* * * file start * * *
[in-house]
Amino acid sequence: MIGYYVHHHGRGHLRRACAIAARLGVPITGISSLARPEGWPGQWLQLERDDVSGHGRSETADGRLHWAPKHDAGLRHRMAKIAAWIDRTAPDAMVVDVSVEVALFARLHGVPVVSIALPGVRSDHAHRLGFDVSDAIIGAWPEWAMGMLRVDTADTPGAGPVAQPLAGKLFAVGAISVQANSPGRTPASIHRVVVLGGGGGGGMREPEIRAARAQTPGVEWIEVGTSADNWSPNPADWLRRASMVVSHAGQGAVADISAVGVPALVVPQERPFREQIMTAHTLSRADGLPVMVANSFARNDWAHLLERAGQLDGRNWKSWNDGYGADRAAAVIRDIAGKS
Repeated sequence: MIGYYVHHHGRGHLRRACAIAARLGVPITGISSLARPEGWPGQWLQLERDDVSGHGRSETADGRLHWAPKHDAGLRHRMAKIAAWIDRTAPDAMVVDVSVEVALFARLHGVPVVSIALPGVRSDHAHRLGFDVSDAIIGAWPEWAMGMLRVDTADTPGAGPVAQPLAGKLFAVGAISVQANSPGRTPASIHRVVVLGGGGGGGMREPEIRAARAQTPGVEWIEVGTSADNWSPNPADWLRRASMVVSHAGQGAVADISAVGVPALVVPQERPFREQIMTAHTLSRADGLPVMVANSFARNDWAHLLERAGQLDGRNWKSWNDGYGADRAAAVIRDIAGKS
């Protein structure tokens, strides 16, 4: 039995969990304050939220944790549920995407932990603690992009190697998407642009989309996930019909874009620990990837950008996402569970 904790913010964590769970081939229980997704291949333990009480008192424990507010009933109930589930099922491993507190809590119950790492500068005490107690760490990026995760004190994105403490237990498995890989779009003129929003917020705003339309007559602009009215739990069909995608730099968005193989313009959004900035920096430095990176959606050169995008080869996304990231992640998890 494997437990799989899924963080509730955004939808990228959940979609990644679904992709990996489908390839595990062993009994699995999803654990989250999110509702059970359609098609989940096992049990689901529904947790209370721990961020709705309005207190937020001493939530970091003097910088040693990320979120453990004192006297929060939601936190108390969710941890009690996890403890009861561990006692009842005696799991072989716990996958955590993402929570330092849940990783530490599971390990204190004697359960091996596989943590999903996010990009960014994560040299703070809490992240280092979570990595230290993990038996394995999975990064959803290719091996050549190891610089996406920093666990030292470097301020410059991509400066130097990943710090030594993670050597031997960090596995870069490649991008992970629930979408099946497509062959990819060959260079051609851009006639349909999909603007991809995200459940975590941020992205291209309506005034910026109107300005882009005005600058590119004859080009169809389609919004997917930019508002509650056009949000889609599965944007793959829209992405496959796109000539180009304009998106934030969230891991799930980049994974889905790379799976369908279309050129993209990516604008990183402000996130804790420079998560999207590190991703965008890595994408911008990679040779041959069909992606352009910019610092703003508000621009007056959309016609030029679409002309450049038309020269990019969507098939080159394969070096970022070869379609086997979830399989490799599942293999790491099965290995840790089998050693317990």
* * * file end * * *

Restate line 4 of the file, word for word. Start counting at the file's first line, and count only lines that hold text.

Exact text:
């Protein structure tokens, strides 16, 4: 039995969990304050939220944790549920995407932990603690992009190697998407642009989309996930019909874009620990990837950008996402569970 904790913010964590769970081939229980997704291949333990009480008192424990507010009933109930589930099922491993507190809590119950790492500068005490107690760490990026995760004190994105403490237990498995890989779009003129929003917020705003339309007559602009009215739990069909995608730099968005193989313009959004900035920096430095990176959606050169995008080869996304990231992640998890 494997437990799989899924963080509730955004939808990228959940979609990644679904992709990996489908390839595990062993009994699995999803654990989250999110509702059970359609098609989940096992049990689901529904947790209370721990961020709705309005207190937020001493939530970091003097910088040693990320979120453990004192006297929060939601936190108390969710941890009690996890403890009861561990006692009842005696799991072989716990996958955590993402929570330092849940990783530490599971390990204190004697359960091996596989943590999903996010990009960014994560040299703070809490992240280092979570990595230290993990038996394995999975990064959803290719091996050549190891610089996406920093666990030292470097301020410059991509400066130097990943710090030594993670050597031997960090596995870069490649991008992970629930979408099946497509062959990819060959260079051609851009006639349909999909603007991809995200459940975590941020992205291209309506005034910026109107300005882009005005600058590119004859080009169809389609919004997917930019508002509650056009949000889609599965944007793959829209992405496959796109000539180009304009998106934030969230891991799930980049994974889905790379799976369908279309050129993209990516604008990183402000996130804790420079998560999207590190991703965008890595994408911008990679040779041959069909992606352009910019610092703003508000621009007056959309016609030029679409002309450049038309020269990019969507098939080159394969070096970022070869379609086997979830399989490799599942293999790491099965290995840790089998050693317990």